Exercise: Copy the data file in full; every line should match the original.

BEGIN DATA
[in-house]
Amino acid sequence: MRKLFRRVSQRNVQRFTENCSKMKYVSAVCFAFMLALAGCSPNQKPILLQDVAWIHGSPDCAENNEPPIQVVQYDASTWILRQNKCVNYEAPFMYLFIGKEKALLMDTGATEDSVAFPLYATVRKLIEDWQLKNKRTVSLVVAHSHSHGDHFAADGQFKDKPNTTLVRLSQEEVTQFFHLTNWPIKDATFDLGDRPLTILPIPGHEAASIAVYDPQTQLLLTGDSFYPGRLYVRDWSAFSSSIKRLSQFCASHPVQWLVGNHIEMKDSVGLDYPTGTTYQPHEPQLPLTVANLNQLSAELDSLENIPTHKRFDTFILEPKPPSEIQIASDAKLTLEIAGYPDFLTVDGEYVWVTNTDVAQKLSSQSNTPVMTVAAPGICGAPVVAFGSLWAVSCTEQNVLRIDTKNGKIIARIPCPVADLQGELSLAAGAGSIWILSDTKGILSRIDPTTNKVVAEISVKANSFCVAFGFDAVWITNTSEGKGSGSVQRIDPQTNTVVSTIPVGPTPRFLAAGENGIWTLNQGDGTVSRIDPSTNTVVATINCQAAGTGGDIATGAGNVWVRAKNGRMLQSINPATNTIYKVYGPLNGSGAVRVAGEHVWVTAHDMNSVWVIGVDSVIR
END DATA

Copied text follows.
[in-house]
Amino acid sequence: MRKLFRRVSQRNVQRFTENCSKMKYVSAVCFAFMLALAGCSPNQKPILLQDVAWIHGSPDCAENNEPPIQVVQYDASTWILRQNKCVNYEAPFMYLFIGKEKALLMDTGATEDSVAFPLYATVRKLIEDWQLKNKRTVSLVVAHSHSHGDHFAADGQFKDKPNTTLVRLSQEEVTQFFHLTNWPIKDATFDLGDRPLTILPIPGHEAASIAVYDPQTQLLLTGDSFYPGRLYVRDWSAFSSSIKRLSQFCASHPVQWLVGNHIEMKDSVGLDYPTGTTYQPHEPQLPLTVANLNQLSAELDSLENIPTHKRFDTFILEPKPPSEIQIASDAKLTLEIAGYPDFLTVDGEYVWVTNTDVAQKLSSQSNTPVMTVAAPGICGAPVVAFGSLWAVSCTEQNVLRIDTKNGKIIARIPCPVADLQGELSLAAGAGSIWILSDTKGILSRIDPTTNKVVAEISVKANSFCVAFGFDAVWITNTSEGKGSGSVQRIDPQTNTVVSTIPVGPTPRFLAAGENGIWTLNQGDGTVSRIDPSTNTVVATINCQAAGTGGDIATGAGNVWVRAKNGRMLQSINPATNTIYKVYGPLNGSGAVRVAGEHVWVTAHDMNSVWVIGVDSVIR